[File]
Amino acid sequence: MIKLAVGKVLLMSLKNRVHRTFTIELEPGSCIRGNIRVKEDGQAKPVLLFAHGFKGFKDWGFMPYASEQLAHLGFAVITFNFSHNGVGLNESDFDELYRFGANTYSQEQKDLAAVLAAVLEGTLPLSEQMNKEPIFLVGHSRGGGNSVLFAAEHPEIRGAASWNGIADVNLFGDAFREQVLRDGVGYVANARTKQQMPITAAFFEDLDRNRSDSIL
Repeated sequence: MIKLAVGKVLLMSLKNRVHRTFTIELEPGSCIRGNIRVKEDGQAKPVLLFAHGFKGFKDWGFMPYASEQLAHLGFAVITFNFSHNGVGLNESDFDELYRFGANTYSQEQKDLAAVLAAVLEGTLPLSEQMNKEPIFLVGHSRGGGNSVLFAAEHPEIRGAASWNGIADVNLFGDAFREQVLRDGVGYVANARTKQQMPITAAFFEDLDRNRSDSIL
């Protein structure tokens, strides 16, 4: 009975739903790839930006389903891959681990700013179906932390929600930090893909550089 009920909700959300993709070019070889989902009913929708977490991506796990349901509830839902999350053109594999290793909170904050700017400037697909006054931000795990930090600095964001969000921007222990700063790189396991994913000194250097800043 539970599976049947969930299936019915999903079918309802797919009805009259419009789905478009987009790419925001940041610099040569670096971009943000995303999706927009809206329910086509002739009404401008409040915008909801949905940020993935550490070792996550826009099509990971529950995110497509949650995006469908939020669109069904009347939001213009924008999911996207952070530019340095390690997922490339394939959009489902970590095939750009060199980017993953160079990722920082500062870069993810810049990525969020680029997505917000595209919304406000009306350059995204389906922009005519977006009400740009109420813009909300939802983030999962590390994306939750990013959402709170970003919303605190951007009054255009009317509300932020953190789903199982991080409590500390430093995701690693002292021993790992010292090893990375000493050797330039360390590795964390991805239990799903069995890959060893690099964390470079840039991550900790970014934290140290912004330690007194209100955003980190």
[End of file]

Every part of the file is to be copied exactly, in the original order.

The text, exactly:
Amino acid sequence: MIKLAVGKVLLMSLKNRVHRTFTIELEPGSCIRGNIRVKEDGQAKPVLLFAHGFKGFKDWGFMPYASEQLAHLGFAVITFNFSHNGVGLNESDFDELYRFGANTYSQEQKDLAAVLAAVLEGTLPLSEQMNKEPIFLVGHSRGGGNSVLFAAEHPEIRGAASWNGIADVNLFGDAFREQVLRDGVGYVANARTKQQMPITAAFFEDLDRNRSDSIL
Repeated sequence: MIKLAVGKVLLMSLKNRVHRTFTIELEPGSCIRGNIRVKEDGQAKPVLLFAHGFKGFKDWGFMPYASEQLAHLGFAVITFNFSHNGVGLNESDFDELYRFGANTYSQEQKDLAAVLAAVLEGTLPLSEQMNKEPIFLVGHSRGGGNSVLFAAEHPEIRGAASWNGIADVNLFGDAFREQVLRDGVGYVANARTKQQMPITAAFFEDLDRNRSDSIL
């Protein structure tokens, strides 16, 4: 009975739903790839930006389903891959681990700013179906932390929600930090893909550089 009920909700959300993709070019070889989902009913929708977490991506796990349901509830839902999350053109594999290793909170904050700017400037697909006054931000795990930090600095964001969000921007222990700063790189396991994913000194250097800043 539970599976049947969930299936019915999903079918309802797919009805009259419009789905478009987009790419925001940041610099040569670096971009943000995303999706927009809206329910086509002739009404401008409040915008909801949905940020993935550490070792996550826009099509990971529950995110497509949650995006469908939020669109069904009347939001213009924008999911996207952070530019340095390690997922490339394939959009489902970590095939750009060199980017993953160079990722920082500062870069993810810049990525969020680029997505917000595209919304406000009306350059995204389906922009005519977006009400740009109420813009909300939802983030999962590390994306939750990013959402709170970003919303605190951007009054255009009317509300932020953190789903199982991080409590500390430093995701690693002292021993790992010292090893990375000493050797330039360390590795964390991805239990799903069995890959060893690099964390470079840039991550900790970014934290140290912004330690007194209100955003980190």